Asian Pears: Health Benefits, Nutrition, and Uses

Asian pears, also known as apple pears or sand pears, are a healthy treat that combine the best qualities of apples and pears. These fruits are a crunchy, sweet member of the pear family, but they grow to be round like an apple. The Asian pear is often given as a gift throughout East Asia, due to its long shelf-life and delicious flavor.

Asian pears can be green, yellow, or brown, and they tend to weigh several ounces each. They’re native to East Asia, but they have spread around the world and are now cultivated everywhere from Australia to Canada. They bruise easily, but with careful packaging they can be shipped anywhere.

Asian pears are loved for their crisp texture and delicately sweet taste. They are normally eaten raw, but they can be baked or roasted as well. This tasty fruit is becoming more popular worldwide as its nutritional value and delicious flavor becomes well-known.

Health Benefits

The vitamins, minerals, and antioxidants in Asian pears can provide significant health benefits.

The copper in Asian pears, for example, helps your body form blood cells and absorb iron. Copper is an important part of nerve cells and supports your immune system. It’s also a building block of collagen, which helps cushion your joints and strengthen your bones.

Asian pear nutrients can also help with health issues like:

Heart Health

The fiber in Asian pears can bind to “bad” LDL cholesterol and carry it out of your system, keeping your cholesterol levels lower.

Potassium, on the other hand, is connected to lower blood pressure. Sodium raises your blood pressure, but eating a healthy amount of potassium can lower it again without you having to cut out salt completely.

Blood Sugar Control

Dietary fiber also helps your body manage its blood sugar levels more effectively. Dietary fiber is absorbed by the body more slowly than simple sugar, helping insulin handle the blood sugar swing more easily. This can be especially helpful for people living with Type 2 diabetes.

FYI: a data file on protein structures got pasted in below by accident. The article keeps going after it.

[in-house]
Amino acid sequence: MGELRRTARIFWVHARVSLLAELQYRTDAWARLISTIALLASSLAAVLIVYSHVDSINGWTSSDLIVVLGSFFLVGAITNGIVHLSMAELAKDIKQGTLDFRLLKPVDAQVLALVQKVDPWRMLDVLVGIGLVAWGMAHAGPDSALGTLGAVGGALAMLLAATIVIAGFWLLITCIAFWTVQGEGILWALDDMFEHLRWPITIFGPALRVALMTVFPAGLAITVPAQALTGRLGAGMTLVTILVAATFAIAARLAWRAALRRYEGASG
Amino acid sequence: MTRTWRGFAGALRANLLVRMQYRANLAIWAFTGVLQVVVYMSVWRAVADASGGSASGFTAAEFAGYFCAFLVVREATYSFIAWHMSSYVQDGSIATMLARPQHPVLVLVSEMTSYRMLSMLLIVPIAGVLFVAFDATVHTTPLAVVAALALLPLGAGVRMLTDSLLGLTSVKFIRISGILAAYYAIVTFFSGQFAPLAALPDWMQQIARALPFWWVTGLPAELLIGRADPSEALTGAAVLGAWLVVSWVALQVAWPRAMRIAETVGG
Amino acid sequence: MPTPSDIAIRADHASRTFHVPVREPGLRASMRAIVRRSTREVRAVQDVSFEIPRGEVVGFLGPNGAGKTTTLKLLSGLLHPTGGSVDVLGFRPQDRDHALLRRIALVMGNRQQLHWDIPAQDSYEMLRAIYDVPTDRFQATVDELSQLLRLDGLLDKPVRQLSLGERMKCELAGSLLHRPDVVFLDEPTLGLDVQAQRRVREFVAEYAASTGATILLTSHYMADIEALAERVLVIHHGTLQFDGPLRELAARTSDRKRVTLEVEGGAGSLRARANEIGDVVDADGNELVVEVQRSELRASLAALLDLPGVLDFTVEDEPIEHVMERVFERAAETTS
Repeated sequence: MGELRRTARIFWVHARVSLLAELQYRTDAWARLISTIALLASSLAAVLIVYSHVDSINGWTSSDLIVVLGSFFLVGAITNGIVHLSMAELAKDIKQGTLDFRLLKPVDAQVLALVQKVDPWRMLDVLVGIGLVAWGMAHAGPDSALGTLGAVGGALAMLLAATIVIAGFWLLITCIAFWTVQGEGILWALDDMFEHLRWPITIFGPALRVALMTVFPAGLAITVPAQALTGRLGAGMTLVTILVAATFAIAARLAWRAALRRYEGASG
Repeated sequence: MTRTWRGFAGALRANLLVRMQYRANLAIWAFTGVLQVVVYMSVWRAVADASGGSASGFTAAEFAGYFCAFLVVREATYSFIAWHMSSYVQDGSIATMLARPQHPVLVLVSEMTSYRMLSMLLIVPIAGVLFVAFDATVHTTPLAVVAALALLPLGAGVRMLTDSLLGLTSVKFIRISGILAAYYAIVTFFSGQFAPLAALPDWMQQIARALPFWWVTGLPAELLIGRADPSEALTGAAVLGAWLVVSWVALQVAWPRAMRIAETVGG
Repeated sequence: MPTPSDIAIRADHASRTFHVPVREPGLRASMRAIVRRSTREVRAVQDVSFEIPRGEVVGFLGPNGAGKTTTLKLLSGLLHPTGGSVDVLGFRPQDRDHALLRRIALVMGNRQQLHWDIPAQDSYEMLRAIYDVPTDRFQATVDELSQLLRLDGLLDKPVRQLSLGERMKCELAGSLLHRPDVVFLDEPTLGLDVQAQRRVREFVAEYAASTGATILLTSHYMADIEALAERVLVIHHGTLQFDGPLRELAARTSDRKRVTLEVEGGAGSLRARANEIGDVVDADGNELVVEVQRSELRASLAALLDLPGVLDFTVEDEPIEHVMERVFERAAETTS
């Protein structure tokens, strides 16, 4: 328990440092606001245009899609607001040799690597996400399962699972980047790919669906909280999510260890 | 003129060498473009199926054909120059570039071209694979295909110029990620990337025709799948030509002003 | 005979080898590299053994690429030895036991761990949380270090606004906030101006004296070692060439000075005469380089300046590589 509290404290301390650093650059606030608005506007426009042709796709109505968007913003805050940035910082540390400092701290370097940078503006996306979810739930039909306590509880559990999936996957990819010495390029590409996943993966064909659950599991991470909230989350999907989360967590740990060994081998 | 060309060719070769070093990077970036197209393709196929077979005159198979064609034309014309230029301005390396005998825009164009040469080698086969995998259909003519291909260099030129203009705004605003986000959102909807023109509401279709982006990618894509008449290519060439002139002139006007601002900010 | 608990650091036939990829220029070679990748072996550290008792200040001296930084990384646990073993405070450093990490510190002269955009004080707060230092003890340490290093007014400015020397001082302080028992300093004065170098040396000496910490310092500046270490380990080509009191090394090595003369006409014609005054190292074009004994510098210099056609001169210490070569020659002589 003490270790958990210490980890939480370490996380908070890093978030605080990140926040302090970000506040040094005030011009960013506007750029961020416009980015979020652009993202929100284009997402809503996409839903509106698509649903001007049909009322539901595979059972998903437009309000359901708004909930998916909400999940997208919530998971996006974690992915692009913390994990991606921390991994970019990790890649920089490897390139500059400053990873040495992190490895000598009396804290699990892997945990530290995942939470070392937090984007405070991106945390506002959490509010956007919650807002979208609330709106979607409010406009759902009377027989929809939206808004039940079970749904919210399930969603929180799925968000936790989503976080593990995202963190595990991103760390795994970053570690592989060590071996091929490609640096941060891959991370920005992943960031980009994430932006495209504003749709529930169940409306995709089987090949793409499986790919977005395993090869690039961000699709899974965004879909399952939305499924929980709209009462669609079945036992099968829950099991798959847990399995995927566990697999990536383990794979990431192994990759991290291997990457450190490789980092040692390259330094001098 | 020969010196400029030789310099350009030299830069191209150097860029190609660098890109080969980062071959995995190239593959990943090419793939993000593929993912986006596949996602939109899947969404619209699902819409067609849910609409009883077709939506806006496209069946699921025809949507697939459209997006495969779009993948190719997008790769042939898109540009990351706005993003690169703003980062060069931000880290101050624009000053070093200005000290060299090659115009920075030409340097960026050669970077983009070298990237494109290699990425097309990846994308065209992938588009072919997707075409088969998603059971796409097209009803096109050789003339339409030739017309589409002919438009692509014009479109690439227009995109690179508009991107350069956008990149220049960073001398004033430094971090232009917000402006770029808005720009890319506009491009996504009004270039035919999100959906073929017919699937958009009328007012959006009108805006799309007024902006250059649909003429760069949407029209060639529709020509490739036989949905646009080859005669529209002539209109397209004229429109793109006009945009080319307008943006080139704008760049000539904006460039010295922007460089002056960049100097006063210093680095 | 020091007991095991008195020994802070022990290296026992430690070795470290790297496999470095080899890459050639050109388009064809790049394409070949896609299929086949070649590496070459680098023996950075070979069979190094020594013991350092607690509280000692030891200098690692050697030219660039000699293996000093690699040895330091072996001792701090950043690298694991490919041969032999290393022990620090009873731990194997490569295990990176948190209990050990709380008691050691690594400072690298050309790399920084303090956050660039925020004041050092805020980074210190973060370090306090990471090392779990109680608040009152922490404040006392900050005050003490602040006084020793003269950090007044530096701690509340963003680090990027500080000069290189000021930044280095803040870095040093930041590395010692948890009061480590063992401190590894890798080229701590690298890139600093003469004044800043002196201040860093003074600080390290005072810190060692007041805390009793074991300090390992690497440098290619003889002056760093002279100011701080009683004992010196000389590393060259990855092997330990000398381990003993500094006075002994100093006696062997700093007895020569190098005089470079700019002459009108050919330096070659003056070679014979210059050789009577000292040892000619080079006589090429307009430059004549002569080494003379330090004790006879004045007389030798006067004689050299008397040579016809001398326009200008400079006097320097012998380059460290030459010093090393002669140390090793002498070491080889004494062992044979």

Lower Risk of Some Types of Cancer

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Antioxidants like vitamin C help lower your risk of certain types of cancer. Colon and prostate cancer have both been shown to be minimized by antioxidants. The effects of antioxidants on breast cancer are still being studied. These antioxidants work by neutralizing free radical particles that can damage cells and cause cancer.

Prenatal Health

Asian pears are a good source of folate, also known as folic acid. Folate helps the body reproduce DNA and build new cells, so it’s particularly important for people who are pregnant. In fact, many doctors recommend folate supplements as part of regular prenatal care.

Nutrients per Serving

One Asian pear fruit contains:

Asian pears are a great source of dietary fiber, which helps the digestive system maintain a healthy level of good bacteria and can help regulate cholesterol.

Asian pears are also an excellent source of:

Asian pears are rich in potassium, which is one of the main minerals that helps regulate your heartbeat. Your heart’s cells use potassium to produce each beat of your heart, and a deficiency can lead to an irregular heartbeat and muscle cramps. On top of that, potassium is necessary for your kidneys to filter blood and for your nerves to function properly.

How to Prepare Asian Pears

Asian pears are in season from September through November, so expect to see them in stores throughout the fall. They are most often found in Asian grocery stores, though they are slowly spreading to larger supermarkets in the United States. They are often shipped in individual cushions because they bruise easily.

These fruits are crunchy but juicy, so they’re refreshing raw or chilled. Asian pears are still hard when ripe, so don’t wait for them to soften before you eat them. They keep in the refrigerator for weeks longer than other types of fruit.

Here are a few ways to add Asian pears to your meals:

  • Add Asian pears to fruit salad.
  • Eat one raw as a snack.
  • Slice and bake Asian pears with honey and cream cheese.
  • Add sliced Asian pears to a cheese plate.
  • Bake them into chips.
  • Include Asian pears in tarts or pies.
  • Blend them into a smoothie.
WebMD Medical Reference Reviewed by Dan Brennan, MD on September 17, 2020

Sources

SOURCES:

Center for Disease Control and Prevention: “Folic Acid.”

Center for Urban Education about Sustainable Agriculture: “Asian pears.”

ESHA Research, Inc., Salem, Oregon.

Federal Occupational Health: “Antioxidants and Cancer Prevention.”

Harvard Health Publishing: “Potassium lowers blood pressure.”

Mayo Clinic: “Dietary Fiber: Essential for a Healthy Diet.”

MedlinePlus: “Potassium.”

Specialty Produce: “Asian Pears.”

© 2020 WebMD, LLC. All rights reserved.

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